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Comparing the Different Type of Brass Fittings

different brass bushsource: blackwaterelectricalsupplies.co.uk

Brass fittings are an integral component in various plumbing and industrial applications, valued for their durability, resistance to corrosion, and excellent machinability. However, the wide variety of brass fittings available can make selecting the right type for a specific application a bit challenging. This article explores the different types of brass bush fittings, their unique characteristics, and common uses, helping you make an informed decision for your next project.

Types of Brass Fittings

Compression Fittings

Compression fittings are widely used in plumbing systems to join two pipes or a pipe to a fixture without the need for soldering. These fittings consist of a compression nut, compression ring (ferrule), and a compression seat. When the nut is tightened, it compresses the ferrule against the pipe, creating a watertight seal.

Common Uses:

  1. Water supply lines for faucets and toilets
  2. Applications where easy disconnection and reconnection are necessary
  3. Gas lines, when appropriately rated


  • Easy to install and remove
  • Reliable, leak-free connections
  • Suitable for both soft and hard tubing

Flare Fittings

Flare fittings provide a secure connection by using a flared end of a pipe or tubing. The flared end is created using a special tool that shapes the end of the pipe into a cone. The fitting’s conical shape matches the flared end, and when tightened, it forms a strong seal.

Common Uses:

  1. High-pressure gas lines
  2. Refrigeration systems
  3. Fuel lines in automotive applications


  • Can withstand high pressures
  • Excellent for gas and fuel applications
  • Durable and reusable connections

Threaded Fittings

Threaded fittings, also known as screw fittings, use threads to join pipes and fixtures. They come in various types, such as NPT (National Pipe Thread), BSP (British Standard Pipe), and metric threads, to match different standards and applications.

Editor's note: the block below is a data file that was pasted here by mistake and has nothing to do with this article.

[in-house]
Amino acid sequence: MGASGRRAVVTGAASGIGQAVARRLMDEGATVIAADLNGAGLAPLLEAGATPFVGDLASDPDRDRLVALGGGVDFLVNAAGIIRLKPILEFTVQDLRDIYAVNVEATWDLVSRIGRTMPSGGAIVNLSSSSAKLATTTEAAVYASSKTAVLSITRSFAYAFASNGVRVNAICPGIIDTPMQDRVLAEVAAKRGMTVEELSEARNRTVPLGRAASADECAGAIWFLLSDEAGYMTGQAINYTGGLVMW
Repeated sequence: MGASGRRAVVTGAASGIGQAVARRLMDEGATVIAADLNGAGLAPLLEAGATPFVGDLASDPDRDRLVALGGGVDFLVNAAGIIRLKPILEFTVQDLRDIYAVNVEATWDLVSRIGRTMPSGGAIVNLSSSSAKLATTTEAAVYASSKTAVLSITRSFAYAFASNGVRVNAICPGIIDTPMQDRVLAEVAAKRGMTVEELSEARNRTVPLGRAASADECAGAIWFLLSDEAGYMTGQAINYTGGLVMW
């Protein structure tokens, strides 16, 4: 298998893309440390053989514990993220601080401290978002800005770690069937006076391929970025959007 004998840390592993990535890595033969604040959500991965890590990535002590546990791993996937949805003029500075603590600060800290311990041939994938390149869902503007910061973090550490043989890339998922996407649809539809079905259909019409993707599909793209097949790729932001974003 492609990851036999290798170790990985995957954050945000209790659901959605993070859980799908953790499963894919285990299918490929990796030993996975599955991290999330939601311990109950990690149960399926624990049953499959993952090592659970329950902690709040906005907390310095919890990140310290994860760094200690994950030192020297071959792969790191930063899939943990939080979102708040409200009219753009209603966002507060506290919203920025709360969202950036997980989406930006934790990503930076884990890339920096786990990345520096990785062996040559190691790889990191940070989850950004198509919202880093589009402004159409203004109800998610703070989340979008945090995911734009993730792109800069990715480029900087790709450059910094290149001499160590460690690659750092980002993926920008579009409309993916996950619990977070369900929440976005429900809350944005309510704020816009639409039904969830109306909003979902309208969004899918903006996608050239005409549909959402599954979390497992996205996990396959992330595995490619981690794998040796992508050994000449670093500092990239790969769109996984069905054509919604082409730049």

Common Uses:

  1. Industrial fluid transfer systems
  2. HVAC systems
  3. General plumbing


  • Strong and reliable connections
  • Easy to install with common tools
  • Suitable for high-pressure applications

Push-to-Connect (Push Fit) Fittings

Push-to-connect fittings simplify the process of joining pipes by allowing the user to simply push the pipe into the fitting. These fittings use internal O-rings and stainless steel teeth to create a secure and leak-free connection without the need for tools.

Common Uses:

  1. Domestic water supply systems
  2. Compressed air systems
  3. Hydronic heating systems


  • Quick and easy installation
  • No special tools required
  • Compatible with various pipe materials (copper, PEX, CPVC)

Barbed Fittings

Barbed fittings are designed for use with flexible tubing. They have barbed ends that grip the inside of the tubing when inserted, often secured with a clamp to ensure a tight seal.

Common Uses:

  1. Low-pressure fluid transfer
  2. Irrigation systems
  3. Laboratory equipment


  • Simple and cost-effective
  • Easy to install and remove
  • Ideal for flexible tubing

Compression Ring (Olive) Fittings

compression ring fitting
source: wikimedia.org

Similar to standard compression fittings, compression ring fittings use a ring or “olive” to create a seal. These are typically used in European plumbing systems and work by compressing the ring onto the pipe as the nut is tightened.